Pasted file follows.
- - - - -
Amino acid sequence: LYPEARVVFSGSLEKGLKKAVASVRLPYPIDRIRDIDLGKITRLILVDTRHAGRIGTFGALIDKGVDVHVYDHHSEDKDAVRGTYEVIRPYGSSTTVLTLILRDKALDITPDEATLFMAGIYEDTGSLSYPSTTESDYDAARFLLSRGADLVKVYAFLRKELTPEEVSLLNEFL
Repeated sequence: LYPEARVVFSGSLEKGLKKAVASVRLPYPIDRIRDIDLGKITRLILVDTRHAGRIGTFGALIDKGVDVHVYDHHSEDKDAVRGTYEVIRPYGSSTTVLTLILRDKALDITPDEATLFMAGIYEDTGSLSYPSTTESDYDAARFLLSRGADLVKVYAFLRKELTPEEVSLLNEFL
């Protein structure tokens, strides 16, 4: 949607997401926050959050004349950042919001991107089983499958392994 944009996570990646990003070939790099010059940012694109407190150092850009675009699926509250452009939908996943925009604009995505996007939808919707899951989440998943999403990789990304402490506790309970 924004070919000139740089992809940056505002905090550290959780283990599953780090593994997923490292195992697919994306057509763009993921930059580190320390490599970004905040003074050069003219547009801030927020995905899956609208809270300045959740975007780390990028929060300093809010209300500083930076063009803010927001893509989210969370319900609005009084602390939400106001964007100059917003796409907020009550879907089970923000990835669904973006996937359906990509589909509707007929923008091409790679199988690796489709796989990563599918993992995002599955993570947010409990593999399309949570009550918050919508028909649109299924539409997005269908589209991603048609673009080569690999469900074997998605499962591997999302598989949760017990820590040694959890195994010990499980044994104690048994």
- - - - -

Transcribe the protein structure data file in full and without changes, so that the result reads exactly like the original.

Amino acid sequence: LYPEARVVFSGSLEKGLKKAVASVRLPYPIDRIRDIDLGKITRLILVDTRHAGRIGTFGALIDKGVDVHVYDHHSEDKDAVRGTYEVIRPYGSSTTVLTLILRDKALDITPDEATLFMAGIYEDTGSLSYPSTTESDYDAARFLLSRGADLVKVYAFLRKELTPEEVSLLNEFL
Repeated sequence: LYPEARVVFSGSLEKGLKKAVASVRLPYPIDRIRDIDLGKITRLILVDTRHAGRIGTFGALIDKGVDVHVYDHHSEDKDAVRGTYEVIRPYGSSTTVLTLILRDKALDITPDEATLFMAGIYEDTGSLSYPSTTESDYDAARFLLSRGADLVKVYAFLRKELTPEEVSLLNEFL
């Protein structure tokens, strides 16, 4: 949607997401926050959050004349950042919001991107089983499958392994 944009996570990646990003070939790099010059940012694109407190150092850009675009699926509250452009939908996943925009604009995505996007939808919707899951989440998943999403990789990304402490506790309970 924004070919000139740089992809940056505002905090550290959780283990599953780090593994997923490292195992697919994306057509763009993921930059580190320390490599970004905040003074050069003219547009801030927020995905899956609208809270300045959740975007780390990028929060300093809010209300500083930076063009803010927001893509989210969370319900609005009084602390939400106001964007100059917003796409907020009550879907089970923000990835669904973006996937359906990509589909509707007929923008091409790679199988690796489709796989990563599918993992995002599955993570947010409990593999399309949570009550918050919508028909649109299924539409997005269908589209991603048609673009080569690999469900074997998605499962591997999302598989949760017990820590040694959890195994010990499980044994104690048994």